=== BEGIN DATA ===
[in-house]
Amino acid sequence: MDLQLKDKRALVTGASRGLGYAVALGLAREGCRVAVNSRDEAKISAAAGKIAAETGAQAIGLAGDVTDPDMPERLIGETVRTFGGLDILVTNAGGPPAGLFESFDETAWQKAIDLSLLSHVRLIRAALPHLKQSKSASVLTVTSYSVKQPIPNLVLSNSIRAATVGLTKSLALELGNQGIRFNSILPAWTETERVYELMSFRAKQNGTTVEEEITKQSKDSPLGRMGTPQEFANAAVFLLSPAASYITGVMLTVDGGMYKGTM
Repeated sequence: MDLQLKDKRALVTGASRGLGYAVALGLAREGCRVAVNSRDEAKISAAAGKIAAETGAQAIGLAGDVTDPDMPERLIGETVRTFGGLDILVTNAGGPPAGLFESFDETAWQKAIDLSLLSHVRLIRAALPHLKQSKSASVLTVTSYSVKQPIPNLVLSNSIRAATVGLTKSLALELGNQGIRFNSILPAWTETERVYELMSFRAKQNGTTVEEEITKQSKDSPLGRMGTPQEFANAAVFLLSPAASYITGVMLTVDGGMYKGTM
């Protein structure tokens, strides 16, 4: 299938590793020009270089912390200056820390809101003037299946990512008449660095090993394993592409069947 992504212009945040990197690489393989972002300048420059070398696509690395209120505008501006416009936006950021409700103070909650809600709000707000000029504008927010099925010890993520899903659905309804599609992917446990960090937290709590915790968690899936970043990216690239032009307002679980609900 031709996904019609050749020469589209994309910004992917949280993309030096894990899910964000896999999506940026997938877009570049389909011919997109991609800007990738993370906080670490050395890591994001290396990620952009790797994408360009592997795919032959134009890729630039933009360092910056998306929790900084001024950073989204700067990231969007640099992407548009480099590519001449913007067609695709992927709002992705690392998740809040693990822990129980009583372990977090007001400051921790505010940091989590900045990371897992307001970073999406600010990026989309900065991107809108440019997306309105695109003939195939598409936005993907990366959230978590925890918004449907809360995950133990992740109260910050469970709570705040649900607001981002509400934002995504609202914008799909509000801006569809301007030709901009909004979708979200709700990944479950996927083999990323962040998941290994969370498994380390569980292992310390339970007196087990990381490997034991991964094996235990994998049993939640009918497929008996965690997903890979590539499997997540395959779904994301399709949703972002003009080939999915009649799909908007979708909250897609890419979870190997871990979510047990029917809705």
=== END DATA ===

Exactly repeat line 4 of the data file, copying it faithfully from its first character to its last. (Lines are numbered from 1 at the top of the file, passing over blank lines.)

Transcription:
């Protein structure tokens, strides 16, 4: 299938590793020009270089912390200056820390809101003037299946990512008449660095090993394993592409069947 992504212009945040990197690489393989972002300048420059070398696509690395209120505008501006416009936006950021409700103070909650809600709000707000000029504008927010099925010890993520899903659905309804599609992917446990960090937290709590915790968690899936970043990216690239032009307002679980609900 031709996904019609050749020469589209994309910004992917949280993309030096894990899910964000896999999506940026997938877009570049389909011919997109991609800007990738993370906080670490050395890591994001290396990620952009790797994408360009592997795919032959134009890729630039933009360092910056998306929790900084001024950073989204700067990231969007640099992407548009480099590519001449913007067609695709992927709002992705690392998740809040693990822990129980009583372990977090007001400051921790505010940091989590900045990371897992307001970073999406600010990026989309900065991107809108440019997306309105695109003939195939598409936005993907990366959230978590925890918004449907809360995950133990992740109260910050469970709570705040649900607001981002509400934002995504609202914008799909509000801006569809301007030709901009909004979708979200709700990944479950996927083999990323962040998941290994969370498994380390569980292992310390339970007196087990990381490997034991991964094996235990994998049993939640009918497929008996965690997903890979590539499997997540395959779904994301399709949703972002003009080939999915009649799909908007979708909250897609890419979870190997871990979510047990029917809705």